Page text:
A Way To Go is an impressive online experience that demonstrates the potential of future creativity, combining interactive 3D video, animation, illustration and (if you have a headset), virtual reality, recommended to everyone.
Put together by Vincent Morisset, Caroline Robert, Édouard Lanctôt-Benoit and produced by the National Film Board of Canada, this work was included in the interactive section of the most recent Sundance Film Festival. You are an anonymous character who can either walk or run in a woods setting, maybe stop to look around and examine the surroundings. From scene to scene, your mouse clicks perform various effects from the visual to the audio. Here, animation is not a passive experience and you have some sense of agency, all of this put together using current web technology.
You have to check this out for yourself – you need to use the Google Chrome web browser, put look around, play around, and have fun here.
Interactive installation by Dan Rosenfeld is a small playful game featuring little people who live in a wall. Installed at the Urban Putt indoor miniature golf course, participants place their ball into it and have to work out how to get it back, interacting with the holographic dwellers – video embedded below.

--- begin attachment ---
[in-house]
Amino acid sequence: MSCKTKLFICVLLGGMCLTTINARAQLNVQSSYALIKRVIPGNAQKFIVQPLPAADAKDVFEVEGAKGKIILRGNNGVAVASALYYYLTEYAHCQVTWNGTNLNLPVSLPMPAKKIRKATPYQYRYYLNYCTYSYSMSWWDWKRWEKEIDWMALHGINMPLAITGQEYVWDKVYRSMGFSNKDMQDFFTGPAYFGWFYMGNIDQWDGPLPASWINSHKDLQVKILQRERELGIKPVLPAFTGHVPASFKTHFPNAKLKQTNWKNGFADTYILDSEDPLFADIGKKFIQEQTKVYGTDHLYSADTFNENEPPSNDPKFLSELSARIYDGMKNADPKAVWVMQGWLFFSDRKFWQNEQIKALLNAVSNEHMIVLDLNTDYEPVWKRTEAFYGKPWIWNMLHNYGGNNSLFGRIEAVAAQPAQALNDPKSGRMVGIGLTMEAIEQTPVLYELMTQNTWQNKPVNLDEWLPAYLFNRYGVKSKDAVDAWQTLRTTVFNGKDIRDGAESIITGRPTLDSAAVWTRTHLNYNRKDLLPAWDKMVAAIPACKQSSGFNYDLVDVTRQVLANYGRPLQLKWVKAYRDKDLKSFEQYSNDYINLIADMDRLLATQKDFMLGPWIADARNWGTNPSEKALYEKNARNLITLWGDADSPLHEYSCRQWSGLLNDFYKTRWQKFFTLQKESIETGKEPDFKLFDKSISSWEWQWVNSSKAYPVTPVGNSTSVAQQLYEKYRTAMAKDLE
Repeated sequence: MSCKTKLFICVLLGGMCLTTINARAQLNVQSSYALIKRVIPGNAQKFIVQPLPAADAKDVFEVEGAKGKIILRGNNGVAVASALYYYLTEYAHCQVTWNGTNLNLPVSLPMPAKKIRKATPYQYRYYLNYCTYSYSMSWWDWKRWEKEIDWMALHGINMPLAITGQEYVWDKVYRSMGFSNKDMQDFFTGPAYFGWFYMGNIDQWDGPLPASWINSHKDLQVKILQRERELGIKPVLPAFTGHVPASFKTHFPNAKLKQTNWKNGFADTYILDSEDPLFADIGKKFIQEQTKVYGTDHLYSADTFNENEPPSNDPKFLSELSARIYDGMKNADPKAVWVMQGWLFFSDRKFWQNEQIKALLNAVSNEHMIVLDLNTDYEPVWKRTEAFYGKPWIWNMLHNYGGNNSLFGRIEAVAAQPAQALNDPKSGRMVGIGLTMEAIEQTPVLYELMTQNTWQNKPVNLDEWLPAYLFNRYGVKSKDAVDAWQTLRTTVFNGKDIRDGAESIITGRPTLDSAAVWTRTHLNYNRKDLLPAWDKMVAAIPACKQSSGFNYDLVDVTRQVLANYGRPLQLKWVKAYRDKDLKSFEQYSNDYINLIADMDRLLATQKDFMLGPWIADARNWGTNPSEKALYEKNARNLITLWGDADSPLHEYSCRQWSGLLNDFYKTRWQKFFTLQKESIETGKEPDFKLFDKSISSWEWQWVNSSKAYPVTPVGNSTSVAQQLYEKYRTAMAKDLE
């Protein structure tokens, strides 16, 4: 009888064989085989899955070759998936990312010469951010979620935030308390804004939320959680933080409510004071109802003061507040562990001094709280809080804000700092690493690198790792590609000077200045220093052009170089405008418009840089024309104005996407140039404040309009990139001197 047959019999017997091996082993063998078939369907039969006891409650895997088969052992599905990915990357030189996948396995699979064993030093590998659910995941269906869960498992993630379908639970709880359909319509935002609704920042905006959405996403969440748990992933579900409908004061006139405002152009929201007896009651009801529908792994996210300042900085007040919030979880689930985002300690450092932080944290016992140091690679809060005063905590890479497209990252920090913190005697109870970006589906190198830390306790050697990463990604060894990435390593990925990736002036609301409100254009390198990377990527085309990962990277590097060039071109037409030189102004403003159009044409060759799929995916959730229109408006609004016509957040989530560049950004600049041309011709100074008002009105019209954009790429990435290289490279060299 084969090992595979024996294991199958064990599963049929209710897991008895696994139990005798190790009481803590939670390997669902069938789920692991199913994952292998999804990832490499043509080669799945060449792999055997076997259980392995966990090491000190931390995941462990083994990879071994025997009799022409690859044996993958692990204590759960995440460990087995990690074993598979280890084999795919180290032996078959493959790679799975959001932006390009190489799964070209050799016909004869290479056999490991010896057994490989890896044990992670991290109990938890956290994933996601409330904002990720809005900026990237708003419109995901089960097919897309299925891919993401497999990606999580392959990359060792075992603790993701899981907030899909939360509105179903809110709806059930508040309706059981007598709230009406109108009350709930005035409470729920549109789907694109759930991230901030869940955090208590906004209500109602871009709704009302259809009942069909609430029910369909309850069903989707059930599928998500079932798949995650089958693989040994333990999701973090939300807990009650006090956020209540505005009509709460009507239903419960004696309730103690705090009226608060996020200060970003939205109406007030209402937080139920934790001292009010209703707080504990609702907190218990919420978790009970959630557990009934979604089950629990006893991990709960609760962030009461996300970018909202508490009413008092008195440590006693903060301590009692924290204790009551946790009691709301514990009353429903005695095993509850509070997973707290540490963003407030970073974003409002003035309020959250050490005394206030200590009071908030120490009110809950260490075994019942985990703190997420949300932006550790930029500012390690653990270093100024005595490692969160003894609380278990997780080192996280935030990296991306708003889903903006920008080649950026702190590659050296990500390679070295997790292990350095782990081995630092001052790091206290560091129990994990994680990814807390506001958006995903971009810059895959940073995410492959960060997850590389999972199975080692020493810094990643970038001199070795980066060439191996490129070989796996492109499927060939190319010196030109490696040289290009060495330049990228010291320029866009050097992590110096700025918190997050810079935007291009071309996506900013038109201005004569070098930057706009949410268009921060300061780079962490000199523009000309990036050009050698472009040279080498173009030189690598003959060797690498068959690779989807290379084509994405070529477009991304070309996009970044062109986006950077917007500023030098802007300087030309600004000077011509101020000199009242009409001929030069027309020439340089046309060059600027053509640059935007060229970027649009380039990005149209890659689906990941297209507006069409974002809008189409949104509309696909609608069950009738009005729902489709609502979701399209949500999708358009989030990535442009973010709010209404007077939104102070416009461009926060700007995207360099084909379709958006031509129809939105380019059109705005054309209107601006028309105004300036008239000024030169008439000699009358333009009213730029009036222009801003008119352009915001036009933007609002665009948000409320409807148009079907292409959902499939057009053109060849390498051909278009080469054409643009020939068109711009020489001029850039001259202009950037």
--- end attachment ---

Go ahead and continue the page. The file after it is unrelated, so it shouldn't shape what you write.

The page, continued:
Extraterrestria is DJ Qbert’s long-awaited follow up to his groundbreaking debut album, Wave Twisters (2001), and it features a pretty next level album cover. The printed cover is actually a set of functional Bluetooth MIDI decks and DJ controller that connects to iOS and OSX, making it the world’s first interactive album packaging.
QBert’s company Thud Rumble collaborated with Algoriddim and Novalia to create an album cover that allows fans to manipulate the album (or any mp3s) by moving their fingers along the surface. Apparently most of the copies will be going to those that funded the project on Kickstarter, with a small number made available through Thud Rumble.
Watch the video below to see it in action!
OUTSIDE is an interactive installation of a projected frame floating in space. Everything that goes through the frame modulates the frequencies of an FM radio and controls the projected visuals.
The work was developed by Montreal-based studio, Iregular, as part of the Human Futures program of artistic exchange between Canada and Europe. The work explores how technology is making us more and more reclusive.
Watch the video below.